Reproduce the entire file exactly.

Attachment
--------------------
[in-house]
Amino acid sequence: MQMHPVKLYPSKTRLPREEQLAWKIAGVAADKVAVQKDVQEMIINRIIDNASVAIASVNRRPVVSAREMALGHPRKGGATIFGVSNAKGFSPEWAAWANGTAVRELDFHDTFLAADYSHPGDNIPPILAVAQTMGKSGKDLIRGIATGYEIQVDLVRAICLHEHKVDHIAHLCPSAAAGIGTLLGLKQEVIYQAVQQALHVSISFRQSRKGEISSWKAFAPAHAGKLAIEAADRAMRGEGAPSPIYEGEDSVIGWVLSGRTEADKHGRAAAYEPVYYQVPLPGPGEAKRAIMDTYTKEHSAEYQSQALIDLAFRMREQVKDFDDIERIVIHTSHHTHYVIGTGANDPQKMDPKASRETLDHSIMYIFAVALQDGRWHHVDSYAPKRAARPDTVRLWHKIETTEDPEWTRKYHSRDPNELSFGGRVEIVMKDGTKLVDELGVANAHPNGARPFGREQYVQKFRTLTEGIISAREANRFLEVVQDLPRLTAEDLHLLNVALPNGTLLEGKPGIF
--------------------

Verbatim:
[in-house]
Amino acid sequence: MQMHPVKLYPSKTRLPREEQLAWKIAGVAADKVAVQKDVQEMIINRIIDNASVAIASVNRRPVVSAREMALGHPRKGGATIFGVSNAKGFSPEWAAWANGTAVRELDFHDTFLAADYSHPGDNIPPILAVAQTMGKSGKDLIRGIATGYEIQVDLVRAICLHEHKVDHIAHLCPSAAAGIGTLLGLKQEVIYQAVQQALHVSISFRQSRKGEISSWKAFAPAHAGKLAIEAADRAMRGEGAPSPIYEGEDSVIGWVLSGRTEADKHGRAAAYEPVYYQVPLPGPGEAKRAIMDTYTKEHSAEYQSQALIDLAFRMREQVKDFDDIERIVIHTSHHTHYVIGTGANDPQKMDPKASRETLDHSIMYIFAVALQDGRWHHVDSYAPKRAARPDTVRLWHKIETTEDPEWTRKYHSRDPNELSFGGRVEIVMKDGTKLVDELGVANAHPNGARPFGREQYVQKFRTLTEGIISAREANRFLEVVQDLPRLTAEDLHLLNVALPNGTLLEGKPGIF